An allergy in the nail industry is caused by repetitive skin contact of a nail ingredient that has been advised against skin contact. The contact of this allergen may not always be known or as simple as displaying on the hands from accidentally flooding the cuticle.

If you or a client is experiencing any signs of irritation or allergy, you need to get to the bottom of the cause and skin contact. Firstly, what you need to consider is:

  • Where are you or your client experiencing the symptoms? Is this the hands, face, chest, arms? Anywhere else?

Once you know where the irritation or allergy is presenting, then you know you need to identify how there is contact with this area. If this is your face, then it is likely that you are touching your face unknowingly. Did you know on average a person touches their face 23 times an hour without realising? You then know the transfer is coming from your hands and possible contamination of product transferring to your face. This could be even the smallest amount of product on your hands, gloves, from polish bottle lids etc. Consider ta visor or mask to help break the habit of touching your face and protecting the area in question.

Even if you are wearing gloves, and you have uncured gel on your gloves, think of where this could transfer to: polish bottles, light switches, lamp, tools etc. By transferring this product, you are leaving contact points that are likely to be repetitively touched and transfer uncured product to the skin.

  • Does the issue occur with dust?

Some things to consider are:

  • Do you have dust extraction?
  • Can you be 100% sure your gel is completely cured?
  • Make sure to check things such as the brand of your lamp – is it matching your gels, bulbs?
  • Do you wear a mask and if so, what mask? Does it protect against dust particles of nail ingredients?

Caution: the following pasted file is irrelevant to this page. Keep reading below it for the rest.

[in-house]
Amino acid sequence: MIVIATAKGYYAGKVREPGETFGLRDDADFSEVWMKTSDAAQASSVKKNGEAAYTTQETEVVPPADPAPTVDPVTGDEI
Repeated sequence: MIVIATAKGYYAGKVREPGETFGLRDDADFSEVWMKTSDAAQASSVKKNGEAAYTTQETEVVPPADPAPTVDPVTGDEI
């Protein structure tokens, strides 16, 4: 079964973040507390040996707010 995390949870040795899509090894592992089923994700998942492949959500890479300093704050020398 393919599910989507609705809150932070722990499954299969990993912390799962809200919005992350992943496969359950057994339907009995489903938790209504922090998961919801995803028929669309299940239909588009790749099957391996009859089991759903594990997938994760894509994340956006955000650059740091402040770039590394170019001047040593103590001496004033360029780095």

Not all masks will protect against what you’d like so do your research to ensure your mask and any PPE will actually protect you.

If your product was not fully cured, when you file this at the next appointment, uncured dust particles will come into contact with the skin, causing a potential irritation or allergy.

  • Have you addressed your gloves?

Do you know the thickness, exactly what chemicals they protect against and the chemical certification of them? Not all gloves are made the same and many don’t protect against nail ingredients, as they are designed for chemical protection against other trade ingredients. If you are not wearing the correct gloves, the ingredient will penetrate the glove, unseen and will cause skin contact. Learn more about choosing gloves that offer protection against chemical penetration of the ingredients you use here.

  • What do you wear to work?

If you wear a short-sleeved t-shirt, your arms will be bare, meaning that dust and product can come into contact with your forearms. It can be good practice to wear long sleeves and tuck these into your gloves. If you are experiencing any irritation or issue or dust encounters a particular area of your skin regularly, it is recommended to ensure this is always covered such as a high neck top, long sleeves and closed toe shoes.

Also consider what material your uniform is. Is it absorbent? If some product comes into contact with the material, it will soak through. Seek a uniform which product will not penetrate so easily and add wipeable and additional removable layers such as an apron so these can be removed should contact occur. Always have a spare uniform at work if product gets on your clothes.

Understand the root cause of an allergy and irritation to put a stop to it and prevent it occurring again.

Love Katie B x

By Editor